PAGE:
Quarter Sessions records are potentially the most useful source for filling in the background in family history research. In addition to the Sessions’ role as judicial authority in cases of minor crime (which continued until 1972), they were the administrative body of each county before the establishment of county councils. Dating from medieval times, their records often extend back to Tudor times (or even earlier).
Although not intended as a genealogical source, records of settlement and, occasionally, apprenticeship may provide such direct evidence. More relevant is the ‘lucky dip’ which may mention family members as magistrates, offenders or witnesses, holders of minor administrative office and a host of other occupations. Categories of likely use are listed on the inside cover.
Other Gibson Guides list in detail some of these: Coroners’ Records; Electoral Registers; The Hearth Tax; Land and Window Tax Assessments; Militia Lists; Poll Books; and Victuallers’ Licences. There are many, many more to provide rich pickings for the researcher, as described in Richard Ratcliffe’s recent Basic Facts about Quarter Session Records.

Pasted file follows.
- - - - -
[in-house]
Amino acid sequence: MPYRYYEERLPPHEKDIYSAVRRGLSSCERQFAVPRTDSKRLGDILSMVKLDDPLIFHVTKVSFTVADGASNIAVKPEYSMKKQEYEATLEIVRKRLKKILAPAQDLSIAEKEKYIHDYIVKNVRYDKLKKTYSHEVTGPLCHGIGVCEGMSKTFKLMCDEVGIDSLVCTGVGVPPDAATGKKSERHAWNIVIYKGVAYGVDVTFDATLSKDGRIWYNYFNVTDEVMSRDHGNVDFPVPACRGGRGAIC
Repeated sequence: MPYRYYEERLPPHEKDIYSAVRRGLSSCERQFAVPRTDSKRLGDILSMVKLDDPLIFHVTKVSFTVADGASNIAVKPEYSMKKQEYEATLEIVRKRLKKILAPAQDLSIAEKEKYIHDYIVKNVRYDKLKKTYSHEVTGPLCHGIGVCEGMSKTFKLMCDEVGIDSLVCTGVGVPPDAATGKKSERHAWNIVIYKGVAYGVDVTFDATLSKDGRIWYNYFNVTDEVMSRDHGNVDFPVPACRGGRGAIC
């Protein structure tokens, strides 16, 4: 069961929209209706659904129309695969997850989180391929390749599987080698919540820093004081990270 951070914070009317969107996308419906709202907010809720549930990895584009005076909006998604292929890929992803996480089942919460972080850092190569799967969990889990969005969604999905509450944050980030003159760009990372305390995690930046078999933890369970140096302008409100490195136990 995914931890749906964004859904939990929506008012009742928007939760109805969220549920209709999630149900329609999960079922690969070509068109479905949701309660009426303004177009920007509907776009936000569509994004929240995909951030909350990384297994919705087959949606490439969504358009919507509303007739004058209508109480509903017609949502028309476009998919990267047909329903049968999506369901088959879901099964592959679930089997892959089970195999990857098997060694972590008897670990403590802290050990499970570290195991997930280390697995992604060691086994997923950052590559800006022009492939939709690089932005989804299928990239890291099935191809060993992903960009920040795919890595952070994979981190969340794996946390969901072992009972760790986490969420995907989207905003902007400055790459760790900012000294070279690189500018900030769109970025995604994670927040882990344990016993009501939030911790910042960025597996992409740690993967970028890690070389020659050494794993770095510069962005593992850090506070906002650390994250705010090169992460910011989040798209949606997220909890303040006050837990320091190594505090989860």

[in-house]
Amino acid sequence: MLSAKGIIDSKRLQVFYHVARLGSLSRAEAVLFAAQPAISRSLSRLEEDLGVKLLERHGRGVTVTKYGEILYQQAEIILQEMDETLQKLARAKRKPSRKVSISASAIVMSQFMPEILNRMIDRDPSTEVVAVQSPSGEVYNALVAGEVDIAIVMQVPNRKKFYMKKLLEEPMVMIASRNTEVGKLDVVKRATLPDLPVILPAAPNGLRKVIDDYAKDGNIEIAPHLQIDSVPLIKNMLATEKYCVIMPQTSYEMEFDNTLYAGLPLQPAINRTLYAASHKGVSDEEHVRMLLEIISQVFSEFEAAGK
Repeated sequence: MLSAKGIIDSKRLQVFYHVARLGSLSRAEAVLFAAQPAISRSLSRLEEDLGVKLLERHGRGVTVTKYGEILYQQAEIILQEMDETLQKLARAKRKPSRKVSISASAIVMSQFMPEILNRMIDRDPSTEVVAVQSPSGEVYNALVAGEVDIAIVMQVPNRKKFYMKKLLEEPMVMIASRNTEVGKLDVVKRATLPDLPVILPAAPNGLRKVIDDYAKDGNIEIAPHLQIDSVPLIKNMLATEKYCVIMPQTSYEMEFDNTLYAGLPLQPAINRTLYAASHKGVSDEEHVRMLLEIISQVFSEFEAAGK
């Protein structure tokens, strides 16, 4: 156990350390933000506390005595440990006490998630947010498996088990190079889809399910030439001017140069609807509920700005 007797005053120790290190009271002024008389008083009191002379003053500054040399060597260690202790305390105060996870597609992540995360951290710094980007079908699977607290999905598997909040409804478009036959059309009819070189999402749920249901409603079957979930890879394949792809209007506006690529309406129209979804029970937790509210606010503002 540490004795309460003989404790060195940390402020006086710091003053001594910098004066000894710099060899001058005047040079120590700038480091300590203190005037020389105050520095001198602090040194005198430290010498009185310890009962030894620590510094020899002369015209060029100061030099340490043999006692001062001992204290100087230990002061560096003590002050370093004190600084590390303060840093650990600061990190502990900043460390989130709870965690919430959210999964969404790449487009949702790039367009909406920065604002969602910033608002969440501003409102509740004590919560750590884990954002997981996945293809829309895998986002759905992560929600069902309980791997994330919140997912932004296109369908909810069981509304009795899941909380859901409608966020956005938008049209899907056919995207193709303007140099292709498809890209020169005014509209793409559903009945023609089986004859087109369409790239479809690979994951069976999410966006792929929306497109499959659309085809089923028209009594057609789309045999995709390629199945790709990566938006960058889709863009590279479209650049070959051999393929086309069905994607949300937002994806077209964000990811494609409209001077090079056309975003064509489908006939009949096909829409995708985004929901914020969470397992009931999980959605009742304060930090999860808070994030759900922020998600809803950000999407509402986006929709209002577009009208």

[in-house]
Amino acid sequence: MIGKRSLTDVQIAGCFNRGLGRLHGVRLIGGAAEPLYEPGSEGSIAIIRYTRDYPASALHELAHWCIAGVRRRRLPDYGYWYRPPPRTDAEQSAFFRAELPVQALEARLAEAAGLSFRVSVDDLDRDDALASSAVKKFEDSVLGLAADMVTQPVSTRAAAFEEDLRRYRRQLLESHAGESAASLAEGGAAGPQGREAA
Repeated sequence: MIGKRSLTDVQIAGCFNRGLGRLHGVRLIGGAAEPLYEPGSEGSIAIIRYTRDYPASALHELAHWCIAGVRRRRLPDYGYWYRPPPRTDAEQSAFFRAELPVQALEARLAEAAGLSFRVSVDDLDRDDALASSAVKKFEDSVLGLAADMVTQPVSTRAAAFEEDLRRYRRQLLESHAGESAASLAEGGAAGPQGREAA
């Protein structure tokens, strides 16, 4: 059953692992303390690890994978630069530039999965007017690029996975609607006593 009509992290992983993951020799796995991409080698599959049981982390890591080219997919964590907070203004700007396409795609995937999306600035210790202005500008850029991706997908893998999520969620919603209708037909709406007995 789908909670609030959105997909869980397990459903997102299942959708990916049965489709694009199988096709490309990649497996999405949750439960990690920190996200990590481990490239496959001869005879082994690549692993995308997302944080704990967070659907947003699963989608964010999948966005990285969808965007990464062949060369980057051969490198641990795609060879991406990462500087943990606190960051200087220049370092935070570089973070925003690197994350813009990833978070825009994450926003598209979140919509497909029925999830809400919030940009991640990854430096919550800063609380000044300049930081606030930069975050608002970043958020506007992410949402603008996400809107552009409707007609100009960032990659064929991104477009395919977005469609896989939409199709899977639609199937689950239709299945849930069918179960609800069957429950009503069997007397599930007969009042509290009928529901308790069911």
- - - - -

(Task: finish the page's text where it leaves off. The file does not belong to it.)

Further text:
Much depends on the current organisation of the records, their condition, cataloguing and indexing. This Guide will tell you just what is there, what is reasonably accessible, and so on, in the usual style of a Gibson Guide.
Quarter Sessions Records, first published in 1982, has been a valuable part of the series and this new edition, the first for twelve years, and now incorporating internet website and email information, will be widely welcomed.